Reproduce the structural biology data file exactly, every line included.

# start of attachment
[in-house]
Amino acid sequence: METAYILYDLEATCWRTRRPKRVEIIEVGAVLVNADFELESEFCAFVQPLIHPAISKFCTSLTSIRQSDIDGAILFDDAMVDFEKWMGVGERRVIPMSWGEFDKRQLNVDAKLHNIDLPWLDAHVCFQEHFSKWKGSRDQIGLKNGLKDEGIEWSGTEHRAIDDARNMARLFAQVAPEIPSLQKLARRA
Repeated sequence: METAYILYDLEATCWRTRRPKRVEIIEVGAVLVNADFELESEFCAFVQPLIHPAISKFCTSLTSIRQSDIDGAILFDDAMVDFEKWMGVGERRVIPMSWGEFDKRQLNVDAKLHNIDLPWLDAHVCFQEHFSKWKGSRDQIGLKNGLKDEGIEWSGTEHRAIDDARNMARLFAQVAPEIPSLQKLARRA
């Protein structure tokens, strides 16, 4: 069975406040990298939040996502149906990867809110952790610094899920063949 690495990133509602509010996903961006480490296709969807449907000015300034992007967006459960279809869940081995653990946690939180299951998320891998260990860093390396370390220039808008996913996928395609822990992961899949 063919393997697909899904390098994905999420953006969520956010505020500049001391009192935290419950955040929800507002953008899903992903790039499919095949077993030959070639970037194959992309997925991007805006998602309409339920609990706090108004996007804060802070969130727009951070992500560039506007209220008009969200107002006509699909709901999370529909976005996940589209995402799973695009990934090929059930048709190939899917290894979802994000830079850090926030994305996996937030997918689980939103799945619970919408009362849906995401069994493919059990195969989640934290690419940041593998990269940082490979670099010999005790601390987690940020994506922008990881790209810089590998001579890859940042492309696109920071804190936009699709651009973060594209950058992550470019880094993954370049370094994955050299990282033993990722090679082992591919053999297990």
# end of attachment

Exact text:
[in-house]
Amino acid sequence: METAYILYDLEATCWRTRRPKRVEIIEVGAVLVNADFELESEFCAFVQPLIHPAISKFCTSLTSIRQSDIDGAILFDDAMVDFEKWMGVGERRVIPMSWGEFDKRQLNVDAKLHNIDLPWLDAHVCFQEHFSKWKGSRDQIGLKNGLKDEGIEWSGTEHRAIDDARNMARLFAQVAPEIPSLQKLARRA
Repeated sequence: METAYILYDLEATCWRTRRPKRVEIIEVGAVLVNADFELESEFCAFVQPLIHPAISKFCTSLTSIRQSDIDGAILFDDAMVDFEKWMGVGERRVIPMSWGEFDKRQLNVDAKLHNIDLPWLDAHVCFQEHFSKWKGSRDQIGLKNGLKDEGIEWSGTEHRAIDDARNMARLFAQVAPEIPSLQKLARRA
């Protein structure tokens, strides 16, 4: 069975406040990298939040996502149906990867809110952790610094899920063949 690495990133509602509010996903961006480490296709969807449907000015300034992007967006459960279809869940081995653990946690939180299951998320891998260990860093390396370390220039808008996913996928395609822990992961899949 063919393997697909899904390098994905999420953006969520956010505020500049001391009192935290419950955040929800507002953008899903992903790039499919095949077993030959070639970037194959992309997925991007805006998602309409339920609990706090108004996007804060802070969130727009951070992500560039506007209220008009969200107002006509699909709901999370529909976005996940589209995402799973695009990934090929059930048709190939899917290894979802994000830079850090926030994305996996937030997918689980939103799945619970919408009362849906995401069994493919059990195969989640934290690419940041593998990269940082490979670099010999005790601390987690940020994506922008990881790209810089590998001579890859940042492309696109920071804190936009699709651009973060594209950058992550470019880094993954370049370094994955050299990282033993990722090679082992591919053999297990």